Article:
You can use additional inputs with sensitivity analysis, but you just have to take into account any conflicts between what you've set up in additional inputs and the parameters sensitivity analysis is varying.

Based on what you've described, I think you could leave all the income cash flows as is in additional inputs (pension, ss), and just move the base amount of your planned expenses to the main input window. Then create an additional inputs cash flow for that extra vacation spending that only continues to 85.

In that case, sensitivity analysis would be varying the base spending amount. The vacation spending (up to age 85) would still get added to the base amount, but the results may still be interesting. Again, take a look at the details of some of the individual results from the lower table to make sure the planner is doing what you expect, especially what it shows for planned expenses.
Cincy_1988
Posts: 11
Joined: Sun Jun 02, 2024 12:13 am

Re: Sensitivity analysis results vs. main simulation results

Post by Cincy_1988 »

Thank you! As best as I can tell, sensitivity calculations do account for stopping travel expenses at 85, which is great!

For sensitivity analysis, should I set BOTH the max. & min. rate of return (& std. dev.) equal to what I've in the main window? The default values don't seem to be related to the main window values.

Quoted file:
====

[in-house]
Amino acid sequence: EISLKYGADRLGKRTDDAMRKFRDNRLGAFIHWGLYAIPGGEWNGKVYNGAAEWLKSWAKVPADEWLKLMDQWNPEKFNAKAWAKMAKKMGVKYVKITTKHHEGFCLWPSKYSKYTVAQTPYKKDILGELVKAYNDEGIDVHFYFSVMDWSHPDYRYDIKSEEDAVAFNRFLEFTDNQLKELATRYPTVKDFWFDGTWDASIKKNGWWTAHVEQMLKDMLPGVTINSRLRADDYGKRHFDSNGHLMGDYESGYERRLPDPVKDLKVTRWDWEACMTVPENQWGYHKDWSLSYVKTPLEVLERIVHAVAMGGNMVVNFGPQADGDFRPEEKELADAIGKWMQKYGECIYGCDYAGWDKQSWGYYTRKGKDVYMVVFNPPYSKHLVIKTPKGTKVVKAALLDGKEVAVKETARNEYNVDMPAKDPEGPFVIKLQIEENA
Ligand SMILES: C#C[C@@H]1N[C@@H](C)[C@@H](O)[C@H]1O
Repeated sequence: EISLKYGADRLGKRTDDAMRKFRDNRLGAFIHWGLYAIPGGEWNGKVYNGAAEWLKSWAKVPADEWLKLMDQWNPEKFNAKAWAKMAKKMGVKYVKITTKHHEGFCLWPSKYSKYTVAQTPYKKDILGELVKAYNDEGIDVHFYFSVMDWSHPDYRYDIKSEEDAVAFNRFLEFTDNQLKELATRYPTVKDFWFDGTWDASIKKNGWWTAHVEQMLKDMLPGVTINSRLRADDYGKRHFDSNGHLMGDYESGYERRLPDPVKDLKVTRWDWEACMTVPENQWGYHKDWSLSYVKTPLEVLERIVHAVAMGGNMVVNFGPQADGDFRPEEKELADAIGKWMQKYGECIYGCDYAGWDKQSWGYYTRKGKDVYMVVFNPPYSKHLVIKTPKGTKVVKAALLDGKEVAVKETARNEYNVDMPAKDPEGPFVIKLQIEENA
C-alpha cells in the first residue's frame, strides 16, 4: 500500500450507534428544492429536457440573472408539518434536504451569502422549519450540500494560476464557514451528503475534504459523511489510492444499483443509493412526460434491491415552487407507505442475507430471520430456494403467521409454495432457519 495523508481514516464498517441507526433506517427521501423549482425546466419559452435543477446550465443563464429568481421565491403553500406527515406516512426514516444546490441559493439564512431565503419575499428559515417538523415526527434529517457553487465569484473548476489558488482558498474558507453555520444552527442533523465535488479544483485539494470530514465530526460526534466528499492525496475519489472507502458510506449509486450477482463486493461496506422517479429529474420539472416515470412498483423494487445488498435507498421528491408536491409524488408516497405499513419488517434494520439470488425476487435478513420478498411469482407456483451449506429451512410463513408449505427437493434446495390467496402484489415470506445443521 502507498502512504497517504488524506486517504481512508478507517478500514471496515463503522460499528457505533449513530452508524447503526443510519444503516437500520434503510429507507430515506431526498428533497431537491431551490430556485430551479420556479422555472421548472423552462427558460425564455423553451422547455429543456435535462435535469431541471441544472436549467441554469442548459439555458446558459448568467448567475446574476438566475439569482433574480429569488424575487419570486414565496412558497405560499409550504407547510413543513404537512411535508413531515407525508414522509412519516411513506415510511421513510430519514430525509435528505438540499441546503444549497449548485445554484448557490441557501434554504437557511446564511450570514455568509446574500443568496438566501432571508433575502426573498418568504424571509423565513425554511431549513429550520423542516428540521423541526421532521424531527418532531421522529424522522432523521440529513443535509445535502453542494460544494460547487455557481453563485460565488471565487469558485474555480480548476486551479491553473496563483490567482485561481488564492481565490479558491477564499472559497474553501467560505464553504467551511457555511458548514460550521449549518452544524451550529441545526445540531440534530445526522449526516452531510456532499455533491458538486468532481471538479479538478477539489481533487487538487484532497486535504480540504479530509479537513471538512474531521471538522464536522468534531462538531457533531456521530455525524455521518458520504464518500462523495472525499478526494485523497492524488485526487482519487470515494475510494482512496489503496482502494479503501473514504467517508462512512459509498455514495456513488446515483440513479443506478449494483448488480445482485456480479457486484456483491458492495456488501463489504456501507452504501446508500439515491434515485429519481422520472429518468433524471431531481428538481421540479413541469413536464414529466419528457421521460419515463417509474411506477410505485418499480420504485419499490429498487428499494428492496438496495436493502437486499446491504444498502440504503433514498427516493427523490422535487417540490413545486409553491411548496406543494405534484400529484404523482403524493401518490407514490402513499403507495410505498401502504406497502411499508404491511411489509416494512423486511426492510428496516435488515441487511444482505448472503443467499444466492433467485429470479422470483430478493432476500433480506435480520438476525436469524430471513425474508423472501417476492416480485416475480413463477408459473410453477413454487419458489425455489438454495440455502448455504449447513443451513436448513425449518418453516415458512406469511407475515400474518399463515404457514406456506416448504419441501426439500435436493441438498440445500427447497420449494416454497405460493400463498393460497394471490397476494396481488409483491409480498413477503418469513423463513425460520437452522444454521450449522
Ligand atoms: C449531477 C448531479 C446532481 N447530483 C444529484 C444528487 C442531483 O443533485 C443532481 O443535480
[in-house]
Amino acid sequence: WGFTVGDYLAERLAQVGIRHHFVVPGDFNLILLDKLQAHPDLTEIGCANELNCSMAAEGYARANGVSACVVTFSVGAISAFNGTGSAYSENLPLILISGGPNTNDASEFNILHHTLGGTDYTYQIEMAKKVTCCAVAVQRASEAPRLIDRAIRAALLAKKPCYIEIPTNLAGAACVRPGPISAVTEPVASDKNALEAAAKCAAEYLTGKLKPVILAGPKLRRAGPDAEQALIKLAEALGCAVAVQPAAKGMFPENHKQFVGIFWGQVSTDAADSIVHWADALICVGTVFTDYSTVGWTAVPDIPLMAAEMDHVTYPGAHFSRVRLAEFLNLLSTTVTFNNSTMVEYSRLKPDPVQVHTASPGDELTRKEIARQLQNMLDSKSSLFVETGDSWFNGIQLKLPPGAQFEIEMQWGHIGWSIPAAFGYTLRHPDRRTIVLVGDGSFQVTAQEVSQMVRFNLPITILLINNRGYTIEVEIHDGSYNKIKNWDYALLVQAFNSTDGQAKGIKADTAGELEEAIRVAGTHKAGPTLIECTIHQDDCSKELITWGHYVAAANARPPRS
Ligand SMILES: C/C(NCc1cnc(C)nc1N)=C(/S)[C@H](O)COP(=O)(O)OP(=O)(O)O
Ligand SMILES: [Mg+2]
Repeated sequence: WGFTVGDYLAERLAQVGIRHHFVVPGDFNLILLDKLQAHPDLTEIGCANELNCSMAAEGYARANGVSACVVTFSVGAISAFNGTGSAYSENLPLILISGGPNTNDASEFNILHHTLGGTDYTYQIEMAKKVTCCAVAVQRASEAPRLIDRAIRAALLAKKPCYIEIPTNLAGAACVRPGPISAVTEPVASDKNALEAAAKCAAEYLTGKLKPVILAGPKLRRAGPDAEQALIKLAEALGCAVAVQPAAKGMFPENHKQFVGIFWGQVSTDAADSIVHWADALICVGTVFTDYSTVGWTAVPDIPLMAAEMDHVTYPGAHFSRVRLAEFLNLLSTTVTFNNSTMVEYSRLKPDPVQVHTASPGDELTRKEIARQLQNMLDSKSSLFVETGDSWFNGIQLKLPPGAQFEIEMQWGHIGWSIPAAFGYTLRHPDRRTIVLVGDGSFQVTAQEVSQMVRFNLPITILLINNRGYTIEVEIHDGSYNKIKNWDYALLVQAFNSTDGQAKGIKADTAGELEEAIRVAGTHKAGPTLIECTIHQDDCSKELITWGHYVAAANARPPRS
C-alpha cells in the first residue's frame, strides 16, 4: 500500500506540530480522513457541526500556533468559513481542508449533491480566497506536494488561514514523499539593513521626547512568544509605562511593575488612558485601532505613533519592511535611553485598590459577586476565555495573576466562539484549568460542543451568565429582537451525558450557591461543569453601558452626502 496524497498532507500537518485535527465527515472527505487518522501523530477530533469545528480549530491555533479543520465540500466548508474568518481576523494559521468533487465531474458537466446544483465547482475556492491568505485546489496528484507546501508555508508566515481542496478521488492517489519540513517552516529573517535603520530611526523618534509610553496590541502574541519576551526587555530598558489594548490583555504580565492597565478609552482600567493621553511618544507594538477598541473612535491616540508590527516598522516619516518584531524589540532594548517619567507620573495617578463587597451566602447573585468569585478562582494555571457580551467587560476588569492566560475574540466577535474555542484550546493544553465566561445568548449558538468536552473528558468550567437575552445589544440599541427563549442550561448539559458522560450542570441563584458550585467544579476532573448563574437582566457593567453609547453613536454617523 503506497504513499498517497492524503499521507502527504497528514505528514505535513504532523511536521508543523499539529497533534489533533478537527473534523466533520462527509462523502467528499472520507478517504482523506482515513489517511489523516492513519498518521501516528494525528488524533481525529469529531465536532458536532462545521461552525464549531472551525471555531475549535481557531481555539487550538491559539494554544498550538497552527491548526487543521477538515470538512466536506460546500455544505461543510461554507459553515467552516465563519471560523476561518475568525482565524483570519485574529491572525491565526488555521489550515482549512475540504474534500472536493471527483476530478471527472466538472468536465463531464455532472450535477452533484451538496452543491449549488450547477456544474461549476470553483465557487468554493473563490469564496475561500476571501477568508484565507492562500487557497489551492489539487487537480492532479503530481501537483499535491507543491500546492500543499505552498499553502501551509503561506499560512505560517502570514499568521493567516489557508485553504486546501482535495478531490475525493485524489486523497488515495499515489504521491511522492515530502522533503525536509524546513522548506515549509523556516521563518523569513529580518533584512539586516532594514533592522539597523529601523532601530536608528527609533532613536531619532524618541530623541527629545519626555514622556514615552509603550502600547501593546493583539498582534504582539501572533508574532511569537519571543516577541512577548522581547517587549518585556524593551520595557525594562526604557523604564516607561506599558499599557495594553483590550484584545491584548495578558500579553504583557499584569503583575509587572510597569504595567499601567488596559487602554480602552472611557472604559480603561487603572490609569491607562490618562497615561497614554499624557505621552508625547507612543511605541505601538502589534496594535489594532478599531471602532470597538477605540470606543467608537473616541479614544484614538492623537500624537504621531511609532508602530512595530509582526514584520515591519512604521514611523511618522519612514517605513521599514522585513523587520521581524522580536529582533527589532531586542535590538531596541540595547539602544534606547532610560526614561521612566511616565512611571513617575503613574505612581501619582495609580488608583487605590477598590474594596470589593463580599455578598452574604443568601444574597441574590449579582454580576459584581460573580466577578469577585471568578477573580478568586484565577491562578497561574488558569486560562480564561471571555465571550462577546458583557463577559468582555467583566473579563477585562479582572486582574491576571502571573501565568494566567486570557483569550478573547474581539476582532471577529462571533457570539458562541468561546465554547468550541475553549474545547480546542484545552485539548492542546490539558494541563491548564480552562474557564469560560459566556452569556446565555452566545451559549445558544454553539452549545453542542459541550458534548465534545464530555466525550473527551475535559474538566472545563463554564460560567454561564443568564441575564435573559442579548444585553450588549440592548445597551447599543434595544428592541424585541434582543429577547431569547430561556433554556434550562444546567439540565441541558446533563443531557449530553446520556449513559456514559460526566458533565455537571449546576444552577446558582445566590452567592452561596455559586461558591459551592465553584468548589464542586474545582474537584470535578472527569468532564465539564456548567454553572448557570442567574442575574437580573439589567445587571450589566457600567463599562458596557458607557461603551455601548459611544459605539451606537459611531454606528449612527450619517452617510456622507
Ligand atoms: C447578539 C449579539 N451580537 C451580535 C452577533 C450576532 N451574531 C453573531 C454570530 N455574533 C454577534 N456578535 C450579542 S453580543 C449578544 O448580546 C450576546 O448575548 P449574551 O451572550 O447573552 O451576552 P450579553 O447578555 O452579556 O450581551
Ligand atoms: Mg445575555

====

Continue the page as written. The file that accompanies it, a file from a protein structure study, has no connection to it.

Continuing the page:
The trickier part is for inflation rate because the main window allows data for average & std. dev. whereas only min. & max. values can be specified for sensitivity analysis. Should min. = average (from main window) - 1 std. dev. (from main window) but not less than zero & max. = average (from main window) + 1 std. dev. (from main window)? FYI, I've downloaded historical inflation data, and I'm using the average & std. dev. for various years in the main window.

Thanks for helping me understand this GREAT too!
jimr
Posts: 839
Joined: Thu Feb 28, 2008 6:48 pm

Re: Sensitivity analysis results vs. main simulation results

Post by jimr »

The general idea with sensitivity analysis is to test out wide variations inn two of your planner input parameters. The default is to vary expenses and rate of return. The upper and lower bounds you set for each of these two varying inputs is up to you depending on how you're thinking about your plan. Most people select ranges for both input parameters such that the value they think is most likely for that input (eg spending) is in the middle of the range. So for example, if you expect retirement spending to be $75k, you might like to set the lower bound to $50k and the upper bound to $100k. But really, it's totally up to you. For example, if your plan still had a 100% prob. success with $100k spending, you might try a much higher limit to see where it starts to become less of a slam dunk.

For the return/std deviation parameter, most people set the range there to represent the least risky portfolio at the low end (eg lower return and lower standard deviation), and the most risky portfolio at the upper limit (highest return/std deviation). Keep in mind that the return/std deviation parameter is a special case where the planner varies the values for these in lock-step from lowest to highest, such that the portfolio with the lowest return has the lowest std deviation and the portfolio with the highest return has the highest standard deviation.